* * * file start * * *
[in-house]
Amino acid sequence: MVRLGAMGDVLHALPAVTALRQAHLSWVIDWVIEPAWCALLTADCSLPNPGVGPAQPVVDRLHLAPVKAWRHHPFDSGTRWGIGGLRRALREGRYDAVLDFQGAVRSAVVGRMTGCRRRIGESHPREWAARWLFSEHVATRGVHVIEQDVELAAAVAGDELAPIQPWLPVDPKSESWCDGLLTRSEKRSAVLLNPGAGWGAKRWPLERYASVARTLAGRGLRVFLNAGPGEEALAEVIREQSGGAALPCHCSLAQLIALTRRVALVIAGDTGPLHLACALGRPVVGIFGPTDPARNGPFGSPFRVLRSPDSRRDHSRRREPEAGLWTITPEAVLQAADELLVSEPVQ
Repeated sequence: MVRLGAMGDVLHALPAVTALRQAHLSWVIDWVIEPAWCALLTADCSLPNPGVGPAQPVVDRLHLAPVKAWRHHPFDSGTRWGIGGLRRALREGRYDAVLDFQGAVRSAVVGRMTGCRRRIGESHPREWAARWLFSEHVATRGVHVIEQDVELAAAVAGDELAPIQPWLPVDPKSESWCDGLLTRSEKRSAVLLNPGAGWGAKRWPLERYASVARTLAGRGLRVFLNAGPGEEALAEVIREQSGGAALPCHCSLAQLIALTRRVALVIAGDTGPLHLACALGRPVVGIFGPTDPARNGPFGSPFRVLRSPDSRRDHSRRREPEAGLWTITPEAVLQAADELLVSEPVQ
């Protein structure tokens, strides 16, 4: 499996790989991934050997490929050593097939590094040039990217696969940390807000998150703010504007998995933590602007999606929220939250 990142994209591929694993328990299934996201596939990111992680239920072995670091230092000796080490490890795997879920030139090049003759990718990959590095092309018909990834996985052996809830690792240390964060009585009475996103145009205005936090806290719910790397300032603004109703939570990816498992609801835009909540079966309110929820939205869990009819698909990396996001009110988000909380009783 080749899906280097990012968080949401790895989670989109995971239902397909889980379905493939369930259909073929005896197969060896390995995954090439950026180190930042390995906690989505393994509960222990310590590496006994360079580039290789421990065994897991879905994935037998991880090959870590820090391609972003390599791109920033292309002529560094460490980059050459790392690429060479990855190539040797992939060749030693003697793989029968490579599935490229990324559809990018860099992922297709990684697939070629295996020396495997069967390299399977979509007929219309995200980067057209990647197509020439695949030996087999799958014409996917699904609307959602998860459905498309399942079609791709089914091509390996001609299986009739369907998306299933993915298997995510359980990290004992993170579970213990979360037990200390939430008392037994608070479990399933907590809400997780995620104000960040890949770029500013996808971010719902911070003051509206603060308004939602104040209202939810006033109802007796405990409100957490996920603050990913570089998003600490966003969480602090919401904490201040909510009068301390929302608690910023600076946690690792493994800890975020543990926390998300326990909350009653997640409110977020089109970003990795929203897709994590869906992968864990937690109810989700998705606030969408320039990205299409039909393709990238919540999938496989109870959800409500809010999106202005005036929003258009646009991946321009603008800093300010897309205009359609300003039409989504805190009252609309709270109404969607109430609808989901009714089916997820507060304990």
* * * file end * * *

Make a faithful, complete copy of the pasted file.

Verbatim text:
[in-house]
Amino acid sequence: MVRLGAMGDVLHALPAVTALRQAHLSWVIDWVIEPAWCALLTADCSLPNPGVGPAQPVVDRLHLAPVKAWRHHPFDSGTRWGIGGLRRALREGRYDAVLDFQGAVRSAVVGRMTGCRRRIGESHPREWAARWLFSEHVATRGVHVIEQDVELAAAVAGDELAPIQPWLPVDPKSESWCDGLLTRSEKRSAVLLNPGAGWGAKRWPLERYASVARTLAGRGLRVFLNAGPGEEALAEVIREQSGGAALPCHCSLAQLIALTRRVALVIAGDTGPLHLACALGRPVVGIFGPTDPARNGPFGSPFRVLRSPDSRRDHSRRREPEAGLWTITPEAVLQAADELLVSEPVQ
Repeated sequence: MVRLGAMGDVLHALPAVTALRQAHLSWVIDWVIEPAWCALLTADCSLPNPGVGPAQPVVDRLHLAPVKAWRHHPFDSGTRWGIGGLRRALREGRYDAVLDFQGAVRSAVVGRMTGCRRRIGESHPREWAARWLFSEHVATRGVHVIEQDVELAAAVAGDELAPIQPWLPVDPKSESWCDGLLTRSEKRSAVLLNPGAGWGAKRWPLERYASVARTLAGRGLRVFLNAGPGEEALAEVIREQSGGAALPCHCSLAQLIALTRRVALVIAGDTGPLHLACALGRPVVGIFGPTDPARNGPFGSPFRVLRSPDSRRDHSRRREPEAGLWTITPEAVLQAADELLVSEPVQ
């Protein structure tokens, strides 16, 4: 499996790989991934050997490929050593097939590094040039990217696969940390807000998150703010504007998995933590602007999606929220939250 990142994209591929694993328990299934996201596939990111992680239920072995670091230092000796080490490890795997879920030139090049003759990718990959590095092309018909990834996985052996809830690792240390964060009585009475996103145009205005936090806290719910790397300032603004109703939570990816498992609801835009909540079966309110929820939205869990009819698909990396996001009110988000909380009783 080749899906280097990012968080949401790895989670989109995971239902397909889980379905493939369930259909073929005896197969060896390995995954090439950026180190930042390995906690989505393994509960222990310590590496006994360079580039290789421990065994897991879905994935037998991880090959870590820090391609972003390599791109920033292309002529560094460490980059050459790392690429060479990855190539040797992939060749030693003697793989029968490579599935490229990324559809990018860099992922297709990684697939070629295996020396495997069967390299399977979509007929219309995200980067057209990647197509020439695949030996087999799958014409996917699904609307959602998860459905498309399942079609791709089914091509390996001609299986009739369907998306299933993915298997995510359980990290004992993170579970213990979360037990200390939430008392037994608070479990399933907590809400997780995620104000960040890949770029500013996808971010719902911070003051509206603060308004939602104040209202939810006033109802007796405990409100957490996920603050990913570089998003600490966003969480602090919401904490201040909510009068301390929302608690910023600076946690690792493994800890975020543990926390998300326990909350009653997640409110977020089109970003990795929203897709994590869906992968864990937690109810989700998705606030969408320039990205299409039909393709990238919540999938496989109870959800409500809010999106202005005036929003258009646009991946321009603008800093300010897309205009359609300003039409989504805190009252609309709270109404969607109430609808989901009714089916997820507060304990």